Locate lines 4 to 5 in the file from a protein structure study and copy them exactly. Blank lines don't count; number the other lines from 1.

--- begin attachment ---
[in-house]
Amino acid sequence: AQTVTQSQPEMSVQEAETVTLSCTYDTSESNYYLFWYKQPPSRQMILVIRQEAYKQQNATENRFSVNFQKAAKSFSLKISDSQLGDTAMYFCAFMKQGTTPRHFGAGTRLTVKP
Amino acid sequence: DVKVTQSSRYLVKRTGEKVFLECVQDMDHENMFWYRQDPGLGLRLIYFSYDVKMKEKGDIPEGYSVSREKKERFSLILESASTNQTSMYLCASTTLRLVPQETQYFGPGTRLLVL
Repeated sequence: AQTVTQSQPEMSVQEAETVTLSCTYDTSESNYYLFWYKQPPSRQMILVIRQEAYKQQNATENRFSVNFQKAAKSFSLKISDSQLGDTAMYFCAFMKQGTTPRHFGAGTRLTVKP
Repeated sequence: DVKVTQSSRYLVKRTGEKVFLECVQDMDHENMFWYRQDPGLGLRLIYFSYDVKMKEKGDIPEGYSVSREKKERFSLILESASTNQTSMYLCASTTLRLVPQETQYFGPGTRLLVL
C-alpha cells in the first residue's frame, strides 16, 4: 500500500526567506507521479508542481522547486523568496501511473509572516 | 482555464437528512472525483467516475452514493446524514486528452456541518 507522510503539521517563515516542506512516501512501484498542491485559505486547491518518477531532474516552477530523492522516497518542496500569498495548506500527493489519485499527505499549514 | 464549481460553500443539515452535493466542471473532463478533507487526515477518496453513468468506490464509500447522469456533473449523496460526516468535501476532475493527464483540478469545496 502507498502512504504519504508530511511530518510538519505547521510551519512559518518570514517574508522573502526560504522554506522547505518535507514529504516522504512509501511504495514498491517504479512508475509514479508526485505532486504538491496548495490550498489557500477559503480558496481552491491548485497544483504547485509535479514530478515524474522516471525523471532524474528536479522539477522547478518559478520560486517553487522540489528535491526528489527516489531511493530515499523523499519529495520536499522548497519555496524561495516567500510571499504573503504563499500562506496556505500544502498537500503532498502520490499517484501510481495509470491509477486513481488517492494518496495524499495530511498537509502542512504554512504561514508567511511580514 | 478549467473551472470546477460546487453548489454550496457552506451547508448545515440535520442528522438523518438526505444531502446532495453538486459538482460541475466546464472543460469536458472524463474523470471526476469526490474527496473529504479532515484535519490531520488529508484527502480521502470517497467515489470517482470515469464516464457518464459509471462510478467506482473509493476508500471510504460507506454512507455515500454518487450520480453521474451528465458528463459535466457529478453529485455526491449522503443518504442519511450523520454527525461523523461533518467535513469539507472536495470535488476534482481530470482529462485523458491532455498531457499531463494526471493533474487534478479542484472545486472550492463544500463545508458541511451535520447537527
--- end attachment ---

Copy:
Repeated sequence: AQTVTQSQPEMSVQEAETVTLSCTYDTSESNYYLFWYKQPPSRQMILVIRQEAYKQQNATENRFSVNFQKAAKSFSLKISDSQLGDTAMYFCAFMKQGTTPRHFGAGTRLTVKP
Repeated sequence: DVKVTQSSRYLVKRTGEKVFLECVQDMDHENMFWYRQDPGLGLRLIYFSYDVKMKEKGDIPEGYSVSREKKERFSLILESASTNQTSMYLCASTTLRLVPQETQYFGPGTRLLVL